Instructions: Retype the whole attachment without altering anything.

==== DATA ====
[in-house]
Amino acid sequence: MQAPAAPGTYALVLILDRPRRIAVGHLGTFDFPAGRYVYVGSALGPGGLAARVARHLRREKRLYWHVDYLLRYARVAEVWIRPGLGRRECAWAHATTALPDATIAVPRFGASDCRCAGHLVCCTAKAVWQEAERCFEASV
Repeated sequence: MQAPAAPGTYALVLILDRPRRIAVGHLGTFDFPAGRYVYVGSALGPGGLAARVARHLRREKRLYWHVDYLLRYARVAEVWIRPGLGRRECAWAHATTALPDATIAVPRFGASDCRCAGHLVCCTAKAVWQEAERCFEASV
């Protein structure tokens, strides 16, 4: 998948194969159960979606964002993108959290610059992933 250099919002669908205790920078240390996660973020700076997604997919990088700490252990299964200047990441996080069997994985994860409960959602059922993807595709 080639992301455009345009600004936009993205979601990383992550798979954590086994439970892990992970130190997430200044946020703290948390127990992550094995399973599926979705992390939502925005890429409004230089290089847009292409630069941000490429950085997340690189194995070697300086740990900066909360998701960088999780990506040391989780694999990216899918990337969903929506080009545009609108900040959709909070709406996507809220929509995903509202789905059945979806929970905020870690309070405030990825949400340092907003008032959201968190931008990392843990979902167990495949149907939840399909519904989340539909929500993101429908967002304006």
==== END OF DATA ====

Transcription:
[in-house]
Amino acid sequence: MQAPAAPGTYALVLILDRPRRIAVGHLGTFDFPAGRYVYVGSALGPGGLAARVARHLRREKRLYWHVDYLLRYARVAEVWIRPGLGRRECAWAHATTALPDATIAVPRFGASDCRCAGHLVCCTAKAVWQEAERCFEASV
Repeated sequence: MQAPAAPGTYALVLILDRPRRIAVGHLGTFDFPAGRYVYVGSALGPGGLAARVARHLRREKRLYWHVDYLLRYARVAEVWIRPGLGRRECAWAHATTALPDATIAVPRFGASDCRCAGHLVCCTAKAVWQEAERCFEASV
């Protein structure tokens, strides 16, 4: 998948194969159960979606964002993108959290610059992933 250099919002669908205790920078240390996660973020700076997604997919990088700490252990299964200047990441996080069997994985994860409960959602059922993807595709 080639992301455009345009600004936009993205979601990383992550798979954590086994439970892990992970130190997430200044946020703290948390127990992550094995399973599926979705992390939502925005890429409004230089290089847009292409630069941000490429950085997340690189194995070697300086740990900066909360998701960088999780990506040391989780694999990216899918990337969903929506080009545009609108900040959709909070709406996507809220929509995903509202789905059945979806929970905020870690309070405030990825949400340092907003008032959201968190931008990392843990979902167990495949149907939840399909519904989340539909929500993101429908967002304006």